From the time of the Guelphs and the Ghibellines a common device in heraldry is the Rose-Emblem. It figures on our English coins; it is used as a royal badge in the Civil War between the houses of York and Lancaster, it is associated above all with the great mediæval cultus of the Mother of God, being our Lady's flower par excellence, as the lily is characteristic of St Joseph. "As an emblem of the Virgin, the Rose, both white and red, appears at a very early period; it was especially so recognised by St Dominic, when he instituted the devotion of the rosary, with direct reference to St Mary. The prayers appear to have been symbolised as roses." 3 In Scandinavia the same flower was sacred to the goddess Holda, who is called "Frau
[paragraph continues] Rosa," and "it was partly transferred, as were other emblems of Holda, Freyja, and Venus, to the Madonna, who is frequently called by the Germans, Mariën-Röschen . . . But there has been a tendency to associate the White Rose with the Virgin Mary, that being chiefly chosen for her feast-days, while the more earthly feelings associated with the 'Frau Rosa,' are still represented in the superstitions connected with the Red Rose."
In Germany it appears as the symbol of silence. It was sculptured on the ceiling of the banquet hall to warn the guests against the repetition of what was heard beneath it. "The White Rose was especially sacred to silence. It was carved in the centre of the Refectory of the ancients for the same reason," and the expression Sub Rosa, which was equivalent among the Romans to an inviolable pledge, originated in the ancient dedication of the flower to Aphrodite, and its reconsecration by Cupid to Harpocrates, the tutelary deity of Silence, to induce him to conceal the amours of the goddess of love.
In mediæval alchemy Rosa signifies Tartarum, and in the twelfth Clavis of Basil Valentine there is a vase or yoni with a pointed lingam rising from its centre, and having on each side a sprig surmounted by a Rose. Above is the well-known emblem
which symbolises the accomplishment of the Magnum Opus, while through an open window the sun and moon shed down their benign influence and concur in the consummation of the ineffable act. 1
The same Rose-symbol is to be found in the hieroglyphics of Nicholas Flamel--
Finally, in 1598, Henry Khunrath, a supreme alchemical adept, published his "Amphitheatrum Sapientiæ Æternæ," containing nine singular pantacles, of which the fifth is a Rose of Light, in whose centre there is a human form extending its arms in the form of a cross, and thus reversing the order.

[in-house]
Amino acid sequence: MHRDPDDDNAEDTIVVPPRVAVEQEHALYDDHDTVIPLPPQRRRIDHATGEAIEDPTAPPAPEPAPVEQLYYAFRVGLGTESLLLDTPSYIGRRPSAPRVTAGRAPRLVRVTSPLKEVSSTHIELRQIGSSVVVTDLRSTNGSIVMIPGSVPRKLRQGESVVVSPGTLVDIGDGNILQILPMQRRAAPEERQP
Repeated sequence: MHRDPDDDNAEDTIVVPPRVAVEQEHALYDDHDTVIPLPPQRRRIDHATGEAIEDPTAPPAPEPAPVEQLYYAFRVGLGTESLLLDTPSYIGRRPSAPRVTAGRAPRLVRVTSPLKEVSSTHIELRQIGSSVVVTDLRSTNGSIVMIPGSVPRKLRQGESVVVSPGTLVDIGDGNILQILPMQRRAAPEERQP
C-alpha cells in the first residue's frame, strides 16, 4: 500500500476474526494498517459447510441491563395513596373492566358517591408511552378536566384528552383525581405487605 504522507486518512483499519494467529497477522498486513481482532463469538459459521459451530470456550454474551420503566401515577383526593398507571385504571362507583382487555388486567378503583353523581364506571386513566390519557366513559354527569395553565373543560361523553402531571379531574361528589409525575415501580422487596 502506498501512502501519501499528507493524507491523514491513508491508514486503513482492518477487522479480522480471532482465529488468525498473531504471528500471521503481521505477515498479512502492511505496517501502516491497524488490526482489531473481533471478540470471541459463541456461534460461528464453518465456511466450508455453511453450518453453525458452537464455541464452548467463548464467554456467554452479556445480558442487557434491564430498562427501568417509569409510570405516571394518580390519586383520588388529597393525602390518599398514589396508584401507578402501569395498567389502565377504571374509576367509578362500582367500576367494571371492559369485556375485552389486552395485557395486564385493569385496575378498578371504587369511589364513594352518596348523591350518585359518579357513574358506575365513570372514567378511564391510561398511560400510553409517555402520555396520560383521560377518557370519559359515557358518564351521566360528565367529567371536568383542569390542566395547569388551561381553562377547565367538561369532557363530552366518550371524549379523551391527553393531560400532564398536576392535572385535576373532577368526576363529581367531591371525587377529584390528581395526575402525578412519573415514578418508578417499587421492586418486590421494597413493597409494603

The Cross is a hierogram of, if possible, still higher antiquity than the floral emblem. It is at any rate more universal and contains a loftier and more arcane significance. Its earliest form is the Crux Ansata,
which, according to some authorities, signified hidden wisdom, and the life of the world to come; according to others, it is the lingam; as the hieroglyphic sign of Venus it is an ancient allegorical figure, and represents the metal copper in alchemical typology. The Crux Ansata and the Tau
are met with on most Egyptian monuments. In the latter form it was an emblem of the creative and generative energy, and, according to Payne Knight, was, even in pre-Christian times, a sign of salvation.
The Cross, "the symbol of symbols," was used also by the Chaldæans; by the Phoenicians, who placed it on their coins; by the Mexicans, who paid honour to it and represented their God of the Air, nailed and immolated thereon; by the Peruvians, who, in a sacred chamber of their palace, kept and venerated a splendid specimen carved from a single piece of fine jasper or marble; and by the British Druids. It was emblazoned on the banners of Egypt, and in that country, as in China, was used to indicate "a land of corn and plenty." When divided into four equal segments it symbolised the primeval abode of man, the traditional Paradise of Eden. It entered into the monograms of Osiris, of Jupiter Ammon, and of Saturn; the Christians subsequently adopted it, and the Labarum of Constantine is identical with the device of Osiris. It is equally common in India, and, according to Colonel Wilford, is exactly the Cross of the Manichees, with leaves, flowers, and fruits springing from it. It is called the divine tree, the tree of the gods, the tree of life and knowledge, and is productive of all things good and desirable. 1